Saturday, March 25, 2023

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Georgia prepares for the end of COVID-19 emergency; comment period open for experimental nuclear tech in eastern ID; Mexican gray wolf population rebounds in Arizona.

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Lawmakers grill the CEO of Tik Tok over national security concerns, the House Pro-Choice Caucus aims to repeal the Helms Act and allow U.S. foreign aid to support abortion care, and attempts to ban or restrict books hit a record high as groups take aim at LBGTQ+ titles.

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Finding childcare is a struggle everywhere, prompting North Carolina's Transylvania County to try a new approach. Maine is slowly building-out broadband access, but disagreements remain over whether local versus national companies should get the contracts, and specialty apps like "Farmers Dating" help those in small communities connect online.

Older Kentuckians Want Aging-in-Place Support, Affordable Medication

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Monday, February 6, 2023   

Kentuckians age 50 and older across the state continue to struggle with high prescription drug costs, caregiver stress, and lack of long-term care options. Advocates say most residents want aging-in-place resources to stay in their homes longer.

Dwight Butler, executive council member of AARP Kentucky, explained increasing support for local Area Agencies on Aging, increasing the amount of professional caregivers, and assisting unpaid family caregivers could help older residents continue to thrive in their communities.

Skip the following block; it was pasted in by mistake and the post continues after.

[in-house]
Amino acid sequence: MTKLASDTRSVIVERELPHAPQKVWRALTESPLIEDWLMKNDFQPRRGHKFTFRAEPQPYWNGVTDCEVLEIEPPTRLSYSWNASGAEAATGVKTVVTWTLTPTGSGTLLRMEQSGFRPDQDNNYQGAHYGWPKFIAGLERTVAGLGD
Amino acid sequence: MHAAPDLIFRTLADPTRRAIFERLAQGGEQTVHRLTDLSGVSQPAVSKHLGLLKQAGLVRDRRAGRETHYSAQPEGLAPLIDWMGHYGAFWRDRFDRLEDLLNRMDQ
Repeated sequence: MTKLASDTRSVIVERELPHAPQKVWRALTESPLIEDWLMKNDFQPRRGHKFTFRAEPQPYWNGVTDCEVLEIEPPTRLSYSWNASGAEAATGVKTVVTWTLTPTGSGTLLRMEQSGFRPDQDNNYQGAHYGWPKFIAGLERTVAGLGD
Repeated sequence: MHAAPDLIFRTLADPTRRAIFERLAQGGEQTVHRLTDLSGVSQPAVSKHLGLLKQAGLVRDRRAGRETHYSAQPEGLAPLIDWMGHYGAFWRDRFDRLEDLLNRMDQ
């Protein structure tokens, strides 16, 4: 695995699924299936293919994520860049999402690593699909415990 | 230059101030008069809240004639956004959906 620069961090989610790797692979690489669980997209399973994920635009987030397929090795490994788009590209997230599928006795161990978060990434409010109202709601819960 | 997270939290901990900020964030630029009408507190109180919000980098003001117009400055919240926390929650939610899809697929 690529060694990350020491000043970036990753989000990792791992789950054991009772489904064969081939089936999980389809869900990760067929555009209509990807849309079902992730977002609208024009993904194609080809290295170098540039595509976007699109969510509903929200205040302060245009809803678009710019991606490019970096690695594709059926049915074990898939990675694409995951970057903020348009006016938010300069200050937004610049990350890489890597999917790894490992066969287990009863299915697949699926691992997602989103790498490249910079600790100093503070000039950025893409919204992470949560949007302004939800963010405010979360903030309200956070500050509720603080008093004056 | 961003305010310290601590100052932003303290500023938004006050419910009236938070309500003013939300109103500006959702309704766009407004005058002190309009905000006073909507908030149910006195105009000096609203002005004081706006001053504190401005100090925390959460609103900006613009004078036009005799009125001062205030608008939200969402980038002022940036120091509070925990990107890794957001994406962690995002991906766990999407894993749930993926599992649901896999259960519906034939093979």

"If a person is able to stay at home, they don't need to go into a nursing home," Butler explained. "They can stay at home with just a little help from someone coming in paid by the state."

Butler noted AARP volunteers will be discussing aging-in-place, elder abuse, utility costs, guardianship protections to prevent exploitation, and other issues affecting older Kentuckians directly with lawmakers at its annual Lobby Day Feb. 23.

Butler added the state's current budget surplus offers a chance to bring down living costs for seniors increasingly squeezed by inflation and rising utility bills, prescription medication and health care costs.

"I think that this is the time to use that money to protect our seniors and give them a higher quality of life," Butler urged.

Research shows between 2021 and 2022, nationwide around one in four adults 65 or older cut back on at least one basic need, including reducing spending on food, utilities and over-the-counter drugs to pay for health care.


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